These, however, do not limit who we are as both scientists and as black scientists. We always must be brutally honest about the distinctions because generally as scientists we should be receiving fair treatment and respect, however, we know that our skin colors do influence how we are perceived, treated and therefore how our research is viewed.

It is therefore extremely important to make all marine science spaces inclusive because when we diversify, we additionally widen our ideas, explore more all-encompassing ways of doing research and move away from research practices that are discriminating to others. In the past year, 2022 I was so fortunate to be invited by one of the most influential geochemistry entities in the world, the American Geophysical Union. According to them someone suggested my name and this led to them inviting me to be one of their diversity, equity and inclusion (DEI) global ambassadors where I am now the only African representative.

Even though we might have differing opinions about what inclusivity is and how it should be implemented, it is key to have people from minority backgrounds as part of the policy and decision making.

Kolisa Yola Sinyanya

As we all know, even in the publishing of scientific research we lack minority representatives. Some associations such as the Association for the Sciences of Limnology and Oceanography (ASLO) have special programs and funds to address inclusivity related to publishing, and I personally have been one of the recipients of such awards. To further be part of the inclusivity and promote it I agreed to be one of the Superscientist characters ( with Dr Justin Yarrow. This is another brilliant way to introduce black scientists and scientists of colour to young kids in schools around the globe. Below is Nitro who is based on my life as a black woman ocean scientists.

Lastly, I must point out and brag about how my own host department at the University of Cape Town has made efforts to transforms the marine sciences spaces as best they can, especially in the past decade. Working together with the National Research Foundation, we have had diversity and inclusion workshops which are intended to create understanding amongst the students as well as the staff members. We had our first black staff member in 2020 and we see an increase of women marine scientists, there’s an increase in religious and cultural diversities and as a result, our department is constantly in the news due to our successes.

Connect with Kolisa Yola Sinyanya via

@Kolie_Yola on Twitter #MthathaBoffin

We end the post with celebrating Kolisa’s amazing accomplishments!

Quote This Woman+ Voice of the Year in STEM winner 2022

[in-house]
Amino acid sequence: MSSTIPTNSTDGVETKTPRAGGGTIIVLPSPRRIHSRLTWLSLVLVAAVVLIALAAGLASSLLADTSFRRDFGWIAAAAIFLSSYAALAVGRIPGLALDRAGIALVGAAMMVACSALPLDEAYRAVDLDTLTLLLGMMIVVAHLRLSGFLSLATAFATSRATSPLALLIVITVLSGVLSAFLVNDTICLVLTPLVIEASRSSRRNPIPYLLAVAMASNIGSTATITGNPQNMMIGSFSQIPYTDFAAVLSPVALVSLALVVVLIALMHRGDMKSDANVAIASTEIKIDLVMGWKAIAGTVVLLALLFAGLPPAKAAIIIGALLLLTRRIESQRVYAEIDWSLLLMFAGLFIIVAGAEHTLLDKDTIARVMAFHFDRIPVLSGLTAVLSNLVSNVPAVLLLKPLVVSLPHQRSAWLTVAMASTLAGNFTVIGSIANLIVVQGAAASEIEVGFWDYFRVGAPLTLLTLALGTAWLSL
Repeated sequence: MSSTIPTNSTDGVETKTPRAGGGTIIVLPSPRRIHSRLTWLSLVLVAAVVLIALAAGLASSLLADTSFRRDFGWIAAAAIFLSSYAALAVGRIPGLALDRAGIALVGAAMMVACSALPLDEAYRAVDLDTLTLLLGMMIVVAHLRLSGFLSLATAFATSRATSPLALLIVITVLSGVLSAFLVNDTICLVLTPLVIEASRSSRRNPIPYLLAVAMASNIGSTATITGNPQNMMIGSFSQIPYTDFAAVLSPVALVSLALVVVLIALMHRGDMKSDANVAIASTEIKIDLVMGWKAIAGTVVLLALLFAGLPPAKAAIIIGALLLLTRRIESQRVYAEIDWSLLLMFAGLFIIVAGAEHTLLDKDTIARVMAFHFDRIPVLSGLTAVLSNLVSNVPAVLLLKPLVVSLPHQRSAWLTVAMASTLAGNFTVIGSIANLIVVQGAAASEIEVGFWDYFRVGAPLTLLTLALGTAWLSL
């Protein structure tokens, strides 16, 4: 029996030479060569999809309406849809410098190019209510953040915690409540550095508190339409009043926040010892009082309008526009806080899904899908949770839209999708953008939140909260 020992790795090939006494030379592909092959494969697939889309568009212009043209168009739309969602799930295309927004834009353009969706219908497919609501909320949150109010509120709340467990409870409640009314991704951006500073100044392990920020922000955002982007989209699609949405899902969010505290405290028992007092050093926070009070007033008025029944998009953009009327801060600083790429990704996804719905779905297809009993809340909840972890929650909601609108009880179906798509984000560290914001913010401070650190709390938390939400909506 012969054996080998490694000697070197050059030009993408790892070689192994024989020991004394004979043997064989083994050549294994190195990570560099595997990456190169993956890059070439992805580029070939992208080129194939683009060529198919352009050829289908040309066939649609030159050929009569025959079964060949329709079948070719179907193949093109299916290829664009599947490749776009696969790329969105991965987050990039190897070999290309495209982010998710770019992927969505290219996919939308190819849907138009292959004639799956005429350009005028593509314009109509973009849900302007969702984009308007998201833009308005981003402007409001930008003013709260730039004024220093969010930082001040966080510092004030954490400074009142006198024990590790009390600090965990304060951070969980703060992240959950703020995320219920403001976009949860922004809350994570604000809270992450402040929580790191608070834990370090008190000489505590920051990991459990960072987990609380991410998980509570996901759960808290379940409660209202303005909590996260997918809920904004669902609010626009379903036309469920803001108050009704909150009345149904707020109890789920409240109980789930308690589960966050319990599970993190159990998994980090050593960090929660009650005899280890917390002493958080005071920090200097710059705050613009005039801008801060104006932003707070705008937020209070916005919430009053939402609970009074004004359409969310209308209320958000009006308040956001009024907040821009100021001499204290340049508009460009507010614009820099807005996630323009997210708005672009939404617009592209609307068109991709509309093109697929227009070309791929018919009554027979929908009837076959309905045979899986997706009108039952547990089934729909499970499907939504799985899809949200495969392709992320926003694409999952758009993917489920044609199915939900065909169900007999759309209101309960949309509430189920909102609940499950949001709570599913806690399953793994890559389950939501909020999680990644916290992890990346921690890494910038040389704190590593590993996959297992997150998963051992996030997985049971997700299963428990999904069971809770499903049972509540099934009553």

American Geophysical Union LANDinG Global Ambassador 2022/23

Association for the Sciences of Limnology&Oceanography Honoree

UCT Advancing Womxn in Oceanography and Atmospheric Sciences Fellow

Falling Walls Cape Town finalist

Black Women In Science South Africa Fellow 2019

Inspiring Fifty South Africa nominee 2019TEDx Speaker

FameLab Cape Town Runner Up 2018

Connect with BIMS

Twitter: @BlackinMarSci and Instagram via blackinmarinescience

Dr. Sara Lipshutz: Breaking Binaries to Better Understand Reproductive Behaviors

By Abby Weber, PhD Student, Department of Evolution, Ecology, & Behavior, at the Anderson Evolutionary Biomechanics Lab of the University of Illinois Urbana-Champaign

Can sexual diversity be accurately captured by a male-female binary? Sara Lipshutz of Loyola University Chicago explored alternative models of animal sex in her talk “Multimodal models of animal sex: breaking binaries to better understand reproductive behaviors” at SICB 2023 as part of the Sexual Variation and Diversity symposium. Her co authors on this paper are J.F. McLaughlin, Kinsey M. Brock, Isabella Gates, Anisha Pethkar, Marcus Piattoni, and Alexi Rossi. Graphics in this blog were also created by J.F. McLaughlin!

Dr. Sara Lipshutz

Dr. Lipshutz’s talk advocated that biological sex is a construct that operates at multiple biological levels, meaning sexual diversity cannot be accurately captured by a male-female binary. Variation in gametes, genetics, anatomy, behavior, hormones, and brains are some of the characteristics she argues should be included when categorizing sexual differences in organisms. The graphic below demonstrates the diversity of gametic sex in the animal kingdom! Not every animal fits within an XX female XY male binary.

An example of diversity in gametic sex across the animal kingdom